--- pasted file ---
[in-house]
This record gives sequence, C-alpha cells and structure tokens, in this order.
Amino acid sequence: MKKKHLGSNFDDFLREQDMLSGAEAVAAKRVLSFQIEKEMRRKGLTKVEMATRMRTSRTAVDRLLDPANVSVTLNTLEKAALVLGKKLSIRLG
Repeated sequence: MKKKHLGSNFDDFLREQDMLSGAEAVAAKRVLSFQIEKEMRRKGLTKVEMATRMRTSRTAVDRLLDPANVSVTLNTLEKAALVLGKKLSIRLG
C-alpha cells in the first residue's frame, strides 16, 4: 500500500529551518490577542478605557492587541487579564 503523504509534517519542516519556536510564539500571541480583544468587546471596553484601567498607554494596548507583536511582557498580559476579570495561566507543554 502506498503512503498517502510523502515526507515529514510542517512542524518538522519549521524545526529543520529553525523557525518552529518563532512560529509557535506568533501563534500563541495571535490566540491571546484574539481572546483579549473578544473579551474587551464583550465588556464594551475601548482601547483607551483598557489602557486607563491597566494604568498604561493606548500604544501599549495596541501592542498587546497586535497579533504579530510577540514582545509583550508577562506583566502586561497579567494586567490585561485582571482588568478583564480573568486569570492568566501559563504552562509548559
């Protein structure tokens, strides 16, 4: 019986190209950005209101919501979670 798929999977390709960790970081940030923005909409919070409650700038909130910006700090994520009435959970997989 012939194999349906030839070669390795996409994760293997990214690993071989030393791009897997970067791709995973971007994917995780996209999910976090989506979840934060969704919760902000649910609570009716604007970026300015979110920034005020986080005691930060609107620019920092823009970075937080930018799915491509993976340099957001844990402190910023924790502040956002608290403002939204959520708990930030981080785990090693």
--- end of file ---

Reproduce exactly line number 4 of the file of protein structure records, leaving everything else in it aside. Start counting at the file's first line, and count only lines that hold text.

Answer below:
Repeated sequence: MKKKHLGSNFDDFLREQDMLSGAEAVAAKRVLSFQIEKEMRRKGLTKVEMATRMRTSRTAVDRLLDPANVSVTLNTLEKAALVLGKKLSIRLG